Thanks to these goddess reviewers, I don’t even have to worry about sizing. Or fabric. Or wondering if the color will be as vivid in person as it appears on my screen. And for that, I’m grateful. Unfortunately, what these anonymous postings also reveal is how real women feel about aging, as well as their struggles with body image. Draw the curtain back on the virtual dressing room, and that truth? Not pretty.
The proof? In the reviews themselves. Exhibit One (pulled, like all the reviews herein, from the websites of three well-known national retailers):
1. June 26, 2015 by TooLongArms, Columbus, Ohio, Age: 45-54, Gender: Female
I would recommend this if you are into slightly flouncy.
When I was younger, this would have fit great but now I have a few bulges here and there and the dress, while a great idea with fantastic material, made me feel a bit pumpkin-esque. It’s lined and a really great quality dress. I think it would still be flattering on anybody with a bright, cheerful personality who could work the dress; good looks come down to attitude and this dress has a happy feel to it. Just don’t think it fits me at this stage in the game. I love the material, lining, and summer feel of the dress.
Does anyone else want to give this woman a great big hug? Listen, I get it. The fit wasn’t great. Been there. Done that. It’s not actually the description of the dress that makes me outstandingly sad, but what the writer is really saying about how she feels about herself, and her body. The truth of the matter? No dress should make you pine for your younger self or the body that went with it. Because a) you can’t go back, and b) it probably wasn’t as great as you remember.
Healthy? No way. But unfortunately, this is far from an isolated incident:
2. May 19, 2015, by Bobbie444 SoCal, Age: Over 65, Gender: Female
Fit: Fits Small
Not what I expected. I’m much too old (almost 70!) for this style. Cute dress, but too heavy, too stiff, too short, too childish. Too bad.
3. Here’s another:
I purchased this top and the bikini bottoms to take with me on a recent trip to St. Kitts. I’m way too old to be a Bond girl but I love the suit (and so did my husband) nevertheless. I used the size charts and ordered an x-small in both pieces and both fit perfectly (5″4, 103 lbs.). The gold is soooo much fun! Highly recommend.
4. And one more:
This little dress has such a simple yet effective design! It is flattering on all shapes. The fabric is solid because of the lining but not stiff or formal. My only wish was that it would have been maybe 1 to 2 inches longer for the “slightly maturing crowd.” I wear Capri leggings to get a sophisticated yet modest look. I like!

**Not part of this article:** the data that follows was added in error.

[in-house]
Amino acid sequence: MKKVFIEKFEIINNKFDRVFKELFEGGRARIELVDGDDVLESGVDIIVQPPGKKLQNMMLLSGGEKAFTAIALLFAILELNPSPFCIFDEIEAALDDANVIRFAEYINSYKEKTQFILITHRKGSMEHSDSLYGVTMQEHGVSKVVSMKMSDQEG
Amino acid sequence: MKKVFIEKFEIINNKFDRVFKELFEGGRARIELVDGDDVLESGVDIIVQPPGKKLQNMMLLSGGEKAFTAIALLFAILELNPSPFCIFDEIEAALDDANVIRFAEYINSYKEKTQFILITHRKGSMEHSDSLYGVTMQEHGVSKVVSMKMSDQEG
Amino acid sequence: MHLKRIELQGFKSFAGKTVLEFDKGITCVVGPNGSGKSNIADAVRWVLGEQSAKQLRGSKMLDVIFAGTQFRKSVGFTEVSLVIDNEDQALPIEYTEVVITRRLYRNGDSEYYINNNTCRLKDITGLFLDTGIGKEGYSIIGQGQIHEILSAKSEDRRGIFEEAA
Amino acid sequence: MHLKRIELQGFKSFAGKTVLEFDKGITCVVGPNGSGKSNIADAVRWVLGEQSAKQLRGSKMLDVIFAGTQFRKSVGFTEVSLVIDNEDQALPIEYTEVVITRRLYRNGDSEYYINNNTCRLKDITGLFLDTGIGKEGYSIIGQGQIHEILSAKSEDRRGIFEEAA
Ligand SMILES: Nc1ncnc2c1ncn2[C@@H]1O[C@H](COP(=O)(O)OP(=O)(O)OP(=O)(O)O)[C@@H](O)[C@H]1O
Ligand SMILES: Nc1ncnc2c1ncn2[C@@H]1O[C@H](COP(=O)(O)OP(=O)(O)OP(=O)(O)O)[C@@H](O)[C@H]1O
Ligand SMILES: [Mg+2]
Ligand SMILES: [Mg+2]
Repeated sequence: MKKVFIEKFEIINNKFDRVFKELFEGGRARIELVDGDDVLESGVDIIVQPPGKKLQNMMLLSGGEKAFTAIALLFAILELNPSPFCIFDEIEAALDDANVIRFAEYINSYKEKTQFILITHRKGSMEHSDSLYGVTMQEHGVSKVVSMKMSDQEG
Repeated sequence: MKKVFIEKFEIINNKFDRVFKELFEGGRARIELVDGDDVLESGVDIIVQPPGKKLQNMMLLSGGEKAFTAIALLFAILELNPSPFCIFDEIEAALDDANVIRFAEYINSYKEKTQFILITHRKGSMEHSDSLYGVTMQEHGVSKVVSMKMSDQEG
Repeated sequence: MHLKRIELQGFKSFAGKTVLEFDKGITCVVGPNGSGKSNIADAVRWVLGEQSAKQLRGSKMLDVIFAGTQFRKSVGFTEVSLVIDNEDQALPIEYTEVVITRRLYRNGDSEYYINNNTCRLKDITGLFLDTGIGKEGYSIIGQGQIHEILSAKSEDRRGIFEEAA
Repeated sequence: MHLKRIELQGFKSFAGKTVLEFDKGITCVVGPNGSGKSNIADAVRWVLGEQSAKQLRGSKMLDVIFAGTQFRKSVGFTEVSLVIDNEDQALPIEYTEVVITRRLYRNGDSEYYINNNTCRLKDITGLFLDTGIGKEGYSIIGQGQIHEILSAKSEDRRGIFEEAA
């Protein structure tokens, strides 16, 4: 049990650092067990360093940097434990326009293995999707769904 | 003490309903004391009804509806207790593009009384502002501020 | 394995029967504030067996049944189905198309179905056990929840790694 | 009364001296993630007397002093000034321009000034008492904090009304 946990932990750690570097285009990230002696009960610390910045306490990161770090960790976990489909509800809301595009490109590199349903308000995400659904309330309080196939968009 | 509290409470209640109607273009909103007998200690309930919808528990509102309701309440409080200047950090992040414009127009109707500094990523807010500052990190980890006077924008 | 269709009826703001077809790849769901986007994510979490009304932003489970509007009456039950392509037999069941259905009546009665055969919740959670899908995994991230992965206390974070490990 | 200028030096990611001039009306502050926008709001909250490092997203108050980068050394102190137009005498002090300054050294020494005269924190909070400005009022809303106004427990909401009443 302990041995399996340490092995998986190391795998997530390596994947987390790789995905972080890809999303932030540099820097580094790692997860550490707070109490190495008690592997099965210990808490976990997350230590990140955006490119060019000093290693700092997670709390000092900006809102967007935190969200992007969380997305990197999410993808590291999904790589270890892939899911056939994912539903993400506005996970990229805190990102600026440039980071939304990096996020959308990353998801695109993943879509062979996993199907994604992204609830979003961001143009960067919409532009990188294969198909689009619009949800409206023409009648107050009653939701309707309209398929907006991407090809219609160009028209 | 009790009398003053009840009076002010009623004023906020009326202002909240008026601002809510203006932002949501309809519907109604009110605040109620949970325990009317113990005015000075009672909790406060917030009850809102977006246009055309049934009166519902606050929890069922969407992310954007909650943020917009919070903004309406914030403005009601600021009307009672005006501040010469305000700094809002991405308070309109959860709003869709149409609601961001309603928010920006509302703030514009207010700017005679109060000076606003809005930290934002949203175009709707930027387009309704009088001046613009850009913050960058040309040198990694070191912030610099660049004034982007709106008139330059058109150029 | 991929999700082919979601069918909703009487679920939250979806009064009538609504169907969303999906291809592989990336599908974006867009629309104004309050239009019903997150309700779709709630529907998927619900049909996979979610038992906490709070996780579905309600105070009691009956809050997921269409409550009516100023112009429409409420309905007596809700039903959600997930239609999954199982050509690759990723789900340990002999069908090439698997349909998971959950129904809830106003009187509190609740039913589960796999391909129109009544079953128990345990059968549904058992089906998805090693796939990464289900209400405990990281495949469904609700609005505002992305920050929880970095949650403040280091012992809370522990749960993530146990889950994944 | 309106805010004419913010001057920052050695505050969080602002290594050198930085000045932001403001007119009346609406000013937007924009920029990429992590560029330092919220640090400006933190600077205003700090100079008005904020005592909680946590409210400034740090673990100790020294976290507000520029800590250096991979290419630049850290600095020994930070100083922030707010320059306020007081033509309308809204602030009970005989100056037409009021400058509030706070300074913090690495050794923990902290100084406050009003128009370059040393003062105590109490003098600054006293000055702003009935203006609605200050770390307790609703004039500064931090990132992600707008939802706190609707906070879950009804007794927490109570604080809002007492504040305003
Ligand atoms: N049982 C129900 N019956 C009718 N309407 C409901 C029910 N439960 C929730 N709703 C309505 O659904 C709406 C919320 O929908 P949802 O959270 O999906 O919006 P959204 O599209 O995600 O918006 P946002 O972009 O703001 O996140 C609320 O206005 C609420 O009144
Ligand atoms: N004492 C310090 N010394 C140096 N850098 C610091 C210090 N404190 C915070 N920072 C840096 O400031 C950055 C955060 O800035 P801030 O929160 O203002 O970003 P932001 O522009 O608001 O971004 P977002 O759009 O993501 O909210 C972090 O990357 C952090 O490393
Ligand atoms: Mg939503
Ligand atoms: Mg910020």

Listen, I get clothes are a very individual purchase. But please, for the love of God, leave your chronological age, and all of the untrue assumptions dictated by that number, outta the dressing room. Let go of all of the rules that culture has mandated to you about fashion, and more directly about life. The ones that prohibit white after Labor Day, miniskirts after 35 and two-piece swimsuits after 21. Your age has no place here. Or anywhere really. It’s all about what makes you feel good, no excuses necessary.
Here’s the thing: I’ve been there. At 30, when an unnamed member of my family gave my bikini-clad body the stink-eye (while my toddler niece said gleefully, “I like your boobie thing. It’s blue.”) At 42, I sat in the hair salon chair wondering if it was finally time to trim down to a “sensible bob” before my stylist exclaimed unprompted, “I like it long!” And the truth of the matter? So did I! At almost 44, I was trying to decide if this bikini game was up (what is it with us and swimsuits anyway?) before realizing that a Whole Foods diet combined with 60 (painful) days of Brazil Butt Lift will bring you to physical places that your 20s never could.
I get it, ladies. Sometimes things just don’t fit. They pucker. They pull. They gape. They’re too short, too long, or the hue does not flatter your complexion. But can we please remember this has nothing to do with your personal body, never mind your age.
So, the next time you’re kind enough to take a few precious minutes to write a review, so a chick like me doesn’t have to go to the store, consult this checklist: Keep it objective. Keep the critical comments to the clothing itself. And most importantly, focus on whether the dress flatters you, not the other way around.